Letters to the editor, October 11

Reward and punishment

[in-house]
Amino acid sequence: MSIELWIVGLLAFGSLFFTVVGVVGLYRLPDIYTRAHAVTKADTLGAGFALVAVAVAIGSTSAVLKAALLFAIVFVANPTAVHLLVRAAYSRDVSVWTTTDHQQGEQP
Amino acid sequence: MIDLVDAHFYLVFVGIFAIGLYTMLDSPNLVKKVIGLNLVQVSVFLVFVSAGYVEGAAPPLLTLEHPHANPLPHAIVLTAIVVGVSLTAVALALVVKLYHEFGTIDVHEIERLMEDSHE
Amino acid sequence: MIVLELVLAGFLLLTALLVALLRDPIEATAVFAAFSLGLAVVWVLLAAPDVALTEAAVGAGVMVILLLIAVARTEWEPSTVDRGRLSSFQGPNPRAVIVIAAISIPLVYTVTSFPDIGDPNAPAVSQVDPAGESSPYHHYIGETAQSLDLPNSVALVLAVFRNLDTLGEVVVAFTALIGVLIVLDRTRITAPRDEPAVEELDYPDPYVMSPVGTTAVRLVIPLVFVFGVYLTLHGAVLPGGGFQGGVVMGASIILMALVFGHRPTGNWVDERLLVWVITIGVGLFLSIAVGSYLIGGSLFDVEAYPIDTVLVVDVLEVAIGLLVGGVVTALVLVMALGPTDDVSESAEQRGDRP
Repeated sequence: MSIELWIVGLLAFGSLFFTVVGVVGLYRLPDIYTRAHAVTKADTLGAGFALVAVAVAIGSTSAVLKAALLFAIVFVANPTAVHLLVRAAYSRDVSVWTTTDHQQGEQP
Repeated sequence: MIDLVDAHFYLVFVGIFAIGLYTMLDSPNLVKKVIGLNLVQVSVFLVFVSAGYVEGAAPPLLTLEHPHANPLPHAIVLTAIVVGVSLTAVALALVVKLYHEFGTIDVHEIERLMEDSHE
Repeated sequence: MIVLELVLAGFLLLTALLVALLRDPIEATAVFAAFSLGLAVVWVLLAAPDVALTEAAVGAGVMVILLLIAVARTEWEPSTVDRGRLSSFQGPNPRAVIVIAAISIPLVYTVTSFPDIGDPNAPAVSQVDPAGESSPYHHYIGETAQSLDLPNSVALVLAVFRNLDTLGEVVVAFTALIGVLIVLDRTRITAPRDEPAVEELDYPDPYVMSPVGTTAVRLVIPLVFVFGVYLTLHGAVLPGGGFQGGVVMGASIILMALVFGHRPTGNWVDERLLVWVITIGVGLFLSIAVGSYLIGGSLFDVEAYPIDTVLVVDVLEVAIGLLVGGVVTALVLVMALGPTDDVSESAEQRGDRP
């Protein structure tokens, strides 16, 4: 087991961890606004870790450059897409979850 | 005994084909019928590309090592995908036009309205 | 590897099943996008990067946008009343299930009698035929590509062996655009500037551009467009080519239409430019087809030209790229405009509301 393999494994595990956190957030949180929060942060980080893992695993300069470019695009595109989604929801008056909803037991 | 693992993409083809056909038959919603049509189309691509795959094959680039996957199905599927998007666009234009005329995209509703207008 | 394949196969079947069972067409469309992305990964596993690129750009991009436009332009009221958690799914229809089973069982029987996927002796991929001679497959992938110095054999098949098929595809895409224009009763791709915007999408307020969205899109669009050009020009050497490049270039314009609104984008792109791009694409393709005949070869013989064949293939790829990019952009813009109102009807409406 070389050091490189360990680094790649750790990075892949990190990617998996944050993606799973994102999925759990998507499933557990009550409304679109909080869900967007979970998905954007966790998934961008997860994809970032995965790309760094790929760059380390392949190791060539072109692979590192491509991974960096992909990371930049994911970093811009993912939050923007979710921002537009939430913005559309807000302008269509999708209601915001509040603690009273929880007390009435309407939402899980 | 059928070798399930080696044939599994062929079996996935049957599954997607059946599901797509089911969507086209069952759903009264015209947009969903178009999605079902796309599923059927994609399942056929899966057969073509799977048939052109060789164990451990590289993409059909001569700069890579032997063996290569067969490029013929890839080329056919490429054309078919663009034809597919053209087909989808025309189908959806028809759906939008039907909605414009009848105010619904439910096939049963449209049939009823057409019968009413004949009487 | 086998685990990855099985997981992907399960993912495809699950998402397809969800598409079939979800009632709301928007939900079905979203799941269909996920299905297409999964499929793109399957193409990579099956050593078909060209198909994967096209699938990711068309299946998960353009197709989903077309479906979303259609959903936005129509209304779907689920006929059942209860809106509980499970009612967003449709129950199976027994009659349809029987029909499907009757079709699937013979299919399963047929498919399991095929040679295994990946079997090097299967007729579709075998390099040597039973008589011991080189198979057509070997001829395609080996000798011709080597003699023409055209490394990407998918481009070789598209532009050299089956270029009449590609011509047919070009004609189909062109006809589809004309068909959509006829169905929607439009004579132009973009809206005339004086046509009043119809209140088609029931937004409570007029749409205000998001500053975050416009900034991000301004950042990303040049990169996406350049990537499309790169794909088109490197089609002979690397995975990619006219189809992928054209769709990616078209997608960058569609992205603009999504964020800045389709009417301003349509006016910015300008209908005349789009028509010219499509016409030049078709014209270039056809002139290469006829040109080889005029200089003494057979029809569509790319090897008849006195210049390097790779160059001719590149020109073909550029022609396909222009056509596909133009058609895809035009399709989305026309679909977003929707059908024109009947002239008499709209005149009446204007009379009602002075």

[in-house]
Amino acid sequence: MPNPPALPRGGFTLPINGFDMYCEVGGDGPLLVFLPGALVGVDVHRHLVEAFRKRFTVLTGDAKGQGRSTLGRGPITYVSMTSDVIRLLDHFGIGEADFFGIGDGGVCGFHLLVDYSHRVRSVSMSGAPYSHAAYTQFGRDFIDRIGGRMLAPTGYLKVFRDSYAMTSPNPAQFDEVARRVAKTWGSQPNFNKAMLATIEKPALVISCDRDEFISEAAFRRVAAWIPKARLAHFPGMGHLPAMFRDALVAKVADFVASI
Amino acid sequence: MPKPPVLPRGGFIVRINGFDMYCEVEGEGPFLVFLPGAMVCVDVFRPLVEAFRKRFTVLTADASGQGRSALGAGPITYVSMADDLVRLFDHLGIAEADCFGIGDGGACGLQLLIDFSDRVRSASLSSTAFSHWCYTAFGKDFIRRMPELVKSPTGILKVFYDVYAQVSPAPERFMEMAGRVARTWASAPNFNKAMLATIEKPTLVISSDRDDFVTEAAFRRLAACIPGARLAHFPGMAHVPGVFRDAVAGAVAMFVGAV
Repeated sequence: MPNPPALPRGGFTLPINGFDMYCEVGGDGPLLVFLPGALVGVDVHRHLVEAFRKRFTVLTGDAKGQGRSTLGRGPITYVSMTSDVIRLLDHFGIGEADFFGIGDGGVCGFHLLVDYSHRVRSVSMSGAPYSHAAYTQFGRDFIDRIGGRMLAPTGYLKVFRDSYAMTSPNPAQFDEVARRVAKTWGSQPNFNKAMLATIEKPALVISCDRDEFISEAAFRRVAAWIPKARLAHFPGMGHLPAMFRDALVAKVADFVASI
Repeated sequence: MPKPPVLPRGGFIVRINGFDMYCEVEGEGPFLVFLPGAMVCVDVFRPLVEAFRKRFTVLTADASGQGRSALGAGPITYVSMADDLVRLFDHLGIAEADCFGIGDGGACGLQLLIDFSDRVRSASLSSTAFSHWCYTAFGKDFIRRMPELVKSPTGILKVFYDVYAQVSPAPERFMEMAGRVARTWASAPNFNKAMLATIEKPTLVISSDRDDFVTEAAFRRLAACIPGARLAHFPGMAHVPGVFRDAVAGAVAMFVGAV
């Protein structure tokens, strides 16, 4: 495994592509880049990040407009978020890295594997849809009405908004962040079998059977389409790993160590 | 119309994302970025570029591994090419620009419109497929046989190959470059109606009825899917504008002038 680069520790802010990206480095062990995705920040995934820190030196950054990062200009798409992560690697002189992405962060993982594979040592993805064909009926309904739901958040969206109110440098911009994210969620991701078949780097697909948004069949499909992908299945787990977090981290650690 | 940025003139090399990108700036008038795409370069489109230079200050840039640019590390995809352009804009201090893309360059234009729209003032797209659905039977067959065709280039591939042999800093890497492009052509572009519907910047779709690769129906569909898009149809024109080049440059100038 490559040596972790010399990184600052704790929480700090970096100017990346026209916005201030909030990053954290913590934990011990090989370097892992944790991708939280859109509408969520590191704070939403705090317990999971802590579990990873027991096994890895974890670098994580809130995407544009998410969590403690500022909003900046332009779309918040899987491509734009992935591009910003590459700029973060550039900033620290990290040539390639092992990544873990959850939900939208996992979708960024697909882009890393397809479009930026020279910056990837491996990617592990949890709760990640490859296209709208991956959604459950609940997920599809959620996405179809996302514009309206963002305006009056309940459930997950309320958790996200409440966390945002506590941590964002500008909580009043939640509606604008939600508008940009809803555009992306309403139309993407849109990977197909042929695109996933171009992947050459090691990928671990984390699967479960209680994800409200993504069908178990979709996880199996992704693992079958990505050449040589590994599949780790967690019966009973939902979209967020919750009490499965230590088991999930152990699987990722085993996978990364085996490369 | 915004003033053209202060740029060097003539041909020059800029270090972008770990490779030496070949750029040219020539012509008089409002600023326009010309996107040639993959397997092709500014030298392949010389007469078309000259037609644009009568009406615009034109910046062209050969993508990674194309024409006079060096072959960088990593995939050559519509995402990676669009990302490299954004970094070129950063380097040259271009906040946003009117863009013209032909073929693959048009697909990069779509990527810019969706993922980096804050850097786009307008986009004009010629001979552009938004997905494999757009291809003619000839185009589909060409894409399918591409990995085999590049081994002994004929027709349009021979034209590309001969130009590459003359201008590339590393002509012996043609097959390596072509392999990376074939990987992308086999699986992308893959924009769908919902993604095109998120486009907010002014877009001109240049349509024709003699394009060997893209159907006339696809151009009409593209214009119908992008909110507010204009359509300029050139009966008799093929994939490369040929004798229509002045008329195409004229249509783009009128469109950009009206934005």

Reward and punishment Sir, “Textbook nixed for bias against Jews, Hindus” (October 9) presented a false dichotomy between the concept of reward and punishment, on the one hand, as characterizing Judaism and the Jewish claim that Judaism is “social justice and morality.” Why apologize for reward and punishment and why should these stand in opposition to social justice and morality? On the contrary, any moral system posits the concept of good results emanating from good action, and bad results emanating from bad action. Is the essence of social justice not that all should have an equal share in the good things of life and that when the balance is disturbed it be restored by appropriate judicial or executive action? Christianity bases its core doctrine of salvation on rewarding believers in Christ with heaven, and deniers of Christ with hell. As a Jew I am proud of the system of reward and punishment in Torah and Halacha. That is what Rosh Hashana and Yom Kippur are all about. And Christians should admit that it is what Christmas, Good Friday and Easter Sunday are all about. RABBI JACOB CHINITZ Jerusalem Giving honor Sir, I was fascinated to see the bizarre photo of Zim’s president kneeling before a shrine to a Japanese fisherman killed in a maritime disaster (“Zim to compensate families,” October 9). Entwined in his fingers is what appears to be a rosary. It would be enlightening to learn according to which religion Doron Groder’s “prayers” were expected to be operational. ELLIOTT LEVINE Ra’anana Come home Sir, In this New Year 5766 all Jews in the Diaspora, and especially in the US, might give serious consideration to “coming home” to Eretz Israel. After all, at the time of the Exodus it is thought that only 20 percent of the Jews of Egypt left with Moses. The rest were lost to us. So it is today with Jews in America where, again, only some 20 percent have a chance of remaining Jews. Once again our people are being devastated by assimilation and intermarriage in continually greater numbers. The 20 percent that will survive or 0.2 x 5,000,000 equals about one million dedicated American Jews. Imagine, were history to repeat itself, the effect of this aliya on Israel! BERNARD NICHOLS Jerusalem/Los Angeles Walk the walk Sir, “Israel hails Bush’s Islamist attack” (October 7) was certainly a long-needed clarification by the president of precisely what the civilized world is fighting. And, yes, the inclusion of Israel and Netanya specifically on the laundry list of Islamic terror targets was long overdue. I will give credit to President Bush for talking the talk. However, I withhold all credit and kudos until I see him walk the walk. My cynical side tells me his speech was mainly intended to beef up his dismal approval ratings and that we can expect little in the way of real followthrough. Sadly, I admit that I will never trust him as a true friend of Israel given his family’s long-standing, cozy and lucrative relationship with the Saudis. May 5766 prove me wrong. STEVE KARMEL Cincinnati Lonely Jews Sir, Re “Bush’s lonely voice” (Editorial, October 7), you have no idea how lonely liberal-minded American Jews, strong traditional supporters of Israel, feel due to this man’s unfettered support only for the most wealthy, his disregard of the poor, and his stupid, two-front war on terrorism; or how sad many of us feel to watch many young American Jews becoming disaffected with Israel as a result of their mistakenly identifying Israel with Bush’s plan to maintain American economic suzerainty in the Mideast. But as long as you give him carteblanche support that’s the way they’ll go on perceiving Israel. While demeaning fundamentalism in the Muslim world Bush has attempted to make predominant his own form of fundamentalism, thereby threatening as never before the traditional American separation of religion and state... something that severely threatens most American Jews. JACK EISENBERG Baltimore Does Abbas want peace?M. PINSLY Beit Yannai Out of context Sir, In “Musical hasbara” (September 29) Evelyn Gordon used a statement by Ali Haider, co-executive director of Sikkuy, as quoted in Haaretz, out of context and misleadingly. To clarify, Mr. Haider was referring to the specific instance of the “events of October 2000” in which 12 Arab citizens using their democratic right to demonstrate against government policy were shot and killed by police. But what really seems to have bothered Ms. Gordon was the list of Israeli writers and public figures who are invited to speak before Jewish audiences abroad. We are proud to be on this list that includes David Grossman, Sami Michael and Amos Oz, who was the keynote speaker at Sikkuy’s recent annual conference in Rahat in the Negev (see The Jerusalem Post, September 8). The other speakers at the conference included Israel’s minister of the interior, the director of the ministry’s southern district and leaders of the Arab community, as well as Jewish and Arab mayors. All expressed support for achieving full equality between Israel’s Jewish and Arab citizens. The strategic decision by mainstream Jewish organizations to engage in an encounter and ongoing dialogue with the Arab citizens of Israel is a very positive step. This is a responsible and courageous attitude and, indeed, those who really care for Israel are deeply concerned about the inequality between its Jewish and Arab citizens. The Chicago Jewish Federation and others have chosen, by inviting Sikkuy and other civil society organizations to speak in their communities, to present Israel, with its strengths and weaknesses, to their constituencies, and we believe that this is a realistic, positive action. SHALOM (SHULI) DICHTER Co-Executive Director Sikkuy Jerusalem Evelyn Gordon responds: Shalom Dichter’s statement that “12 Arab citizens using their democratic right to demonstrate against government policy were shot and killed by police” in October 2000 is precisely the kind of slanderous disinformation that American Jewish organizations should not be feeding their guests and offers further evidence of why Sikkuy should not be providing speakers for such events. The “events of October 2000” were not peaceful demonstrations against government policy but violent riots that coincided with the outbreak of the Palestinian intifada in the territories. The rioters, chanting peaceful slogans such as “death to the Jews,” hurled stones and Molotov cocktails both at police and at passing Jewish cars on the roads, killing one Jew and injuring dozens. This forced police to close major traffic arteries in the north until the riots ended, virtually shutting down northern Israel for several days. The rioters also caused massive property damage, torching police stations, banks, etc. There is no “democratic right to demonstrate” violently only peacefully. There are valid questions regarding both the decision to open fire at the rioters (such as why the police lacked crowd control equipment) and the subsequent investigation into the shootings. Nevertheless, Israel is far from the only Western democracy in which badly outnumbered and frightened policemen have opened fire on large mobs of violent rioters. The integration of Israel’s Arab minority is indeed a crucial challenge facing Israel, and visitors should be educated about this issue. But propagating the lie that police callously murdered 12 peaceful demonstrators does not enhance understanding of Israel’s challenges; it merely vilifies Israel. Credibility undermined Sir, “Physicians protest Gaza Strip closure” (September 27) on the report by Physicians for Human Rights Israel (which is not a branch of the US-based Physicians for Human Rights) should have noted that this group promotes a radical political agenda that undermines the credibility of its claims regarding humanitarian issues. NGO Monitor has documented PHR-I's emphasis on its political and advocacy activities, and reports such as the one on the impact of the disengagement from Gaza must be analyzed in this light. In February 2005, PHR-I and a partner organization issued a political statement claiming to examine the impact of the separation barrier (“the Wall”) which erased the context of Palestinian terror. Earlier, PHR-I published highly offensive cartoons to promote this agenda, leading to public censure from the Israel Medical Association and a decision by the Israeli Physicians’ Union (Histadrut Harofim) to end cooperative activities. The reports by members of this NGO, which is funded by the European Union and other external sources, cannot be taken at face value. DOV RABINOWITZ Director of Communications NGO Monitor Jerusalem I’d like to know Israel Sir, For a long time I have desired to learn about Israel. Please publish my letter so I may get someone writing to me to enable me to know more about your holy land. RICHARD KIRUI rckirui@yahoo.com Nairobi, Kenya Natural choices can be dicey Sir, To Chen Gurewitz’s “Cautionary word on St. John’s wort” (Letters, October 10) I would like to add that not only is it dangerous to take Prozac with St. John’s wort, there are some people who may react adversely to St. John’s wort itself. Unfortunately, not everything natural is healthy for everyone, which is a great shame. JUDY GOLDIN Kiryat Ono